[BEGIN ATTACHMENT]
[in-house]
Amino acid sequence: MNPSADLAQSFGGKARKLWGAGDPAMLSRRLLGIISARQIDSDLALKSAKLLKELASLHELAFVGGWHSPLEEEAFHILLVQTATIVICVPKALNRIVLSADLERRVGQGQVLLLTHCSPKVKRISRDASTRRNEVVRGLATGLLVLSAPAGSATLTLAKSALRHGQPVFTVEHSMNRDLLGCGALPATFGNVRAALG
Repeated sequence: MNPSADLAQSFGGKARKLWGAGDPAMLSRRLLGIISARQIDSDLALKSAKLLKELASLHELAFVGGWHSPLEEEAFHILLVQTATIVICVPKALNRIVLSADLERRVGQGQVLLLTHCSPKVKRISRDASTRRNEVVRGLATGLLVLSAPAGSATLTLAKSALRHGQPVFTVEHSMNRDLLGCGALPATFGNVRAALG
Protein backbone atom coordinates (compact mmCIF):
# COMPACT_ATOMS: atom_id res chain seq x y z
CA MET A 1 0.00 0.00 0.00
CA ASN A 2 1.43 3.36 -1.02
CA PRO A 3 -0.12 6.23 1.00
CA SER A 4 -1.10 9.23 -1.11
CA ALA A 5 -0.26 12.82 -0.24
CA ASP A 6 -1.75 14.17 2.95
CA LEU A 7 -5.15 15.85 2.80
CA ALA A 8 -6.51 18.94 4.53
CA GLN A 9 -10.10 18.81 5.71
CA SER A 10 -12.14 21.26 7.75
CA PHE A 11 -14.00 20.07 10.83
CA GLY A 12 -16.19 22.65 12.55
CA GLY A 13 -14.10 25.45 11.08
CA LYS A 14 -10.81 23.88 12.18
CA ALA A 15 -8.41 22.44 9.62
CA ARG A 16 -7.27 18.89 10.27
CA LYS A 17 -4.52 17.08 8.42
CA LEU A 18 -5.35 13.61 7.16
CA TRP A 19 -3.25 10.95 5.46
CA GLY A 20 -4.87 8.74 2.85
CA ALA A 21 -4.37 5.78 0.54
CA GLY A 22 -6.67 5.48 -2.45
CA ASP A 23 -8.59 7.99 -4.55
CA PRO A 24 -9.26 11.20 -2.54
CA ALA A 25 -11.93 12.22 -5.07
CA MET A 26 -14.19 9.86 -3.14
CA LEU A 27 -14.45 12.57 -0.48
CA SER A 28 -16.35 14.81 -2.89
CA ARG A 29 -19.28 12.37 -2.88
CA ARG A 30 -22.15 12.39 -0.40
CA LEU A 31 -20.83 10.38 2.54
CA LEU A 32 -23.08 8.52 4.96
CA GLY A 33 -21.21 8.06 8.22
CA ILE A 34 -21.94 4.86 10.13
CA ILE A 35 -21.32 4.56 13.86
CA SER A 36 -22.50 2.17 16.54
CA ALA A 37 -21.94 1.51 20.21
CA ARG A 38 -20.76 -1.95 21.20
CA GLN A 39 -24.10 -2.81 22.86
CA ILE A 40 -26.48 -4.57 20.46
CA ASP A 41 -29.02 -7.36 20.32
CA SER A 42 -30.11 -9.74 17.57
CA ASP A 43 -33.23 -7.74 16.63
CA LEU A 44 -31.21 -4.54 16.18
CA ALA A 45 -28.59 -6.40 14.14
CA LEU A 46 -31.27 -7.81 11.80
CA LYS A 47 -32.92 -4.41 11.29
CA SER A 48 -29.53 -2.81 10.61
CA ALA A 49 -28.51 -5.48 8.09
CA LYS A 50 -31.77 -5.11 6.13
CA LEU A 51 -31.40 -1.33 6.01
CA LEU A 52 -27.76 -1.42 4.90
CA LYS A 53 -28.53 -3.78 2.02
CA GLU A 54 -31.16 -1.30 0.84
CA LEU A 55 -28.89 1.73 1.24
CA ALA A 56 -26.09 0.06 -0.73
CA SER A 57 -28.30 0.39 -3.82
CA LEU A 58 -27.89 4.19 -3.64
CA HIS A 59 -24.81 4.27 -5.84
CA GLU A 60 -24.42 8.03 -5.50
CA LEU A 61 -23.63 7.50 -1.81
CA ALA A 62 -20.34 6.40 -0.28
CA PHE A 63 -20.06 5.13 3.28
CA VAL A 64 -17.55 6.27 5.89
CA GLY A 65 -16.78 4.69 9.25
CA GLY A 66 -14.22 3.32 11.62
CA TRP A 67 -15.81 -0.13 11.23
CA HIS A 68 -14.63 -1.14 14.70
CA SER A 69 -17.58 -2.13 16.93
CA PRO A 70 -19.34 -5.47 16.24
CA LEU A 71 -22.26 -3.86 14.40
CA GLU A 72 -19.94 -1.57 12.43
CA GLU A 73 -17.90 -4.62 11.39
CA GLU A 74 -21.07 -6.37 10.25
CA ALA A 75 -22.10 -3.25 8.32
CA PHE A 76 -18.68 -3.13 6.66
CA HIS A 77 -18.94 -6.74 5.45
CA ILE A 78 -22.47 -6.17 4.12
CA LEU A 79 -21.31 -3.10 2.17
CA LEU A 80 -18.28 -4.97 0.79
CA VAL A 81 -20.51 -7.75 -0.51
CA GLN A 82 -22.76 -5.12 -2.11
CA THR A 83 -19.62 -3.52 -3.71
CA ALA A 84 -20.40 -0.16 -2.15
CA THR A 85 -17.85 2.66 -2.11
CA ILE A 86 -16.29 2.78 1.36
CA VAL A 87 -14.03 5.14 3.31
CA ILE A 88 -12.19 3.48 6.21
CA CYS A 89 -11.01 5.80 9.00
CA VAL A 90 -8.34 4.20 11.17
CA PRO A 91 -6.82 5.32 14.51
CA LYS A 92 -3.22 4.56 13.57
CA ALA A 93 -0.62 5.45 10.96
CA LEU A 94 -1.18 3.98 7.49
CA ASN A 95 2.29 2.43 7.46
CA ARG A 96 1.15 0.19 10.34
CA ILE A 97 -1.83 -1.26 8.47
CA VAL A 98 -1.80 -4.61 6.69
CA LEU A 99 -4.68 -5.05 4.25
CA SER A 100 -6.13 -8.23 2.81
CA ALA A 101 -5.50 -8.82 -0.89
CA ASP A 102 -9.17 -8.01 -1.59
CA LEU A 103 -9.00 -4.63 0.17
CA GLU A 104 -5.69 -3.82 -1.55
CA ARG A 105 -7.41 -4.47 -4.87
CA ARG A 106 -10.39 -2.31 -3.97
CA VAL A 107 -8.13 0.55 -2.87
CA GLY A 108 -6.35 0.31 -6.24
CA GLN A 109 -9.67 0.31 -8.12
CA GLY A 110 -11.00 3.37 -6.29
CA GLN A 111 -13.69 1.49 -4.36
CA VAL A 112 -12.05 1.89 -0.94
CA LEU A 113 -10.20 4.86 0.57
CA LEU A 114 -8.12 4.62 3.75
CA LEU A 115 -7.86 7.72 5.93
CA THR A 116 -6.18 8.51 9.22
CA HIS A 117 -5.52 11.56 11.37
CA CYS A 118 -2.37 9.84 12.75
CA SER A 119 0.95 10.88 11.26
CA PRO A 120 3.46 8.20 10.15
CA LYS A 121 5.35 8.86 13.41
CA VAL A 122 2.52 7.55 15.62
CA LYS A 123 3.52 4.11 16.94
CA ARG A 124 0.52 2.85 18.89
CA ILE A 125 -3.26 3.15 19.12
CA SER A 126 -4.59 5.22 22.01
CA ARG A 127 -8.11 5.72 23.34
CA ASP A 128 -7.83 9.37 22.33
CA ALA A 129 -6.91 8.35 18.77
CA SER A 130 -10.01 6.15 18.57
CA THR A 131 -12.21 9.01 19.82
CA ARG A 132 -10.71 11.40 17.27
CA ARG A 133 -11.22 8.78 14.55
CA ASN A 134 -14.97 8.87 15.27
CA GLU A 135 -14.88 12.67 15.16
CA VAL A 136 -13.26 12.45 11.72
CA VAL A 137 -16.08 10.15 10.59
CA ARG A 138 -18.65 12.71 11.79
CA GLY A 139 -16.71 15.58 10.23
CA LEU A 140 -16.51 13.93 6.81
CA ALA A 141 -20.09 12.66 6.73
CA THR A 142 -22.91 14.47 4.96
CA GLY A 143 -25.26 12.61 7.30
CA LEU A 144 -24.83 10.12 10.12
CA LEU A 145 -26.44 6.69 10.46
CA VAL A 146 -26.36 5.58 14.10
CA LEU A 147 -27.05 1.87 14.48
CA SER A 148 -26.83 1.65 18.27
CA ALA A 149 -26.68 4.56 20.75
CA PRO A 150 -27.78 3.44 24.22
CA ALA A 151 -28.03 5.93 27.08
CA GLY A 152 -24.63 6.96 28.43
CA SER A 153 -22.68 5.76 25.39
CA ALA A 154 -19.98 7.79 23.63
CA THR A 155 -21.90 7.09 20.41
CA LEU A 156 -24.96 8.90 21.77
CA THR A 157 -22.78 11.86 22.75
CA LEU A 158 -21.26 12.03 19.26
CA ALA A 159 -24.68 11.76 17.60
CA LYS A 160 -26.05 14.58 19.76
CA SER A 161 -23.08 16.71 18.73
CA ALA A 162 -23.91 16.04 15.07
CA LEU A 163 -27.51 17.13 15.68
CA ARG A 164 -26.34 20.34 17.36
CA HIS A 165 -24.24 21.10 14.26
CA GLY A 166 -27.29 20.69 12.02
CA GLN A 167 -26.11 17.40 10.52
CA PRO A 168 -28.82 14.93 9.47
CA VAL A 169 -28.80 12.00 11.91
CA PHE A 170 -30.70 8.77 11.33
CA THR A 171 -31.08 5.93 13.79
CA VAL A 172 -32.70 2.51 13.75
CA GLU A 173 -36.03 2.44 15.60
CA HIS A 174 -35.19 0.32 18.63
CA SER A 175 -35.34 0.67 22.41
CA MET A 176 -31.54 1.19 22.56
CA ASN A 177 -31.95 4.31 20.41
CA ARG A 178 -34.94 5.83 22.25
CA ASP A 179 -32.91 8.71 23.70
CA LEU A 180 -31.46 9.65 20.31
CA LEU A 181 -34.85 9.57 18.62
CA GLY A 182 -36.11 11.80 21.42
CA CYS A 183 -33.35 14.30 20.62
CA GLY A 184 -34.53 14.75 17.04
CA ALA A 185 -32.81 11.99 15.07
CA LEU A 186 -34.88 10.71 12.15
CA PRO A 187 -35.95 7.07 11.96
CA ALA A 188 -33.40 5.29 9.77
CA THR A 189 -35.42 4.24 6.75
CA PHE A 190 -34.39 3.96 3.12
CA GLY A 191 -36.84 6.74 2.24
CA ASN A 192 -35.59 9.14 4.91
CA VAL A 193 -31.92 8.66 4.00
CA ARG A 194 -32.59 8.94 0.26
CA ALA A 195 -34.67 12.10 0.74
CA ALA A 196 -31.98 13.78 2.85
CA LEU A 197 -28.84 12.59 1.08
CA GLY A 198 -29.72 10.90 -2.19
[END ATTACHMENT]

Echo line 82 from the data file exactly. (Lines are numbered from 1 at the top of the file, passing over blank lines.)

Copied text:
CA HIS A 77 -18.94 -6.74 5.45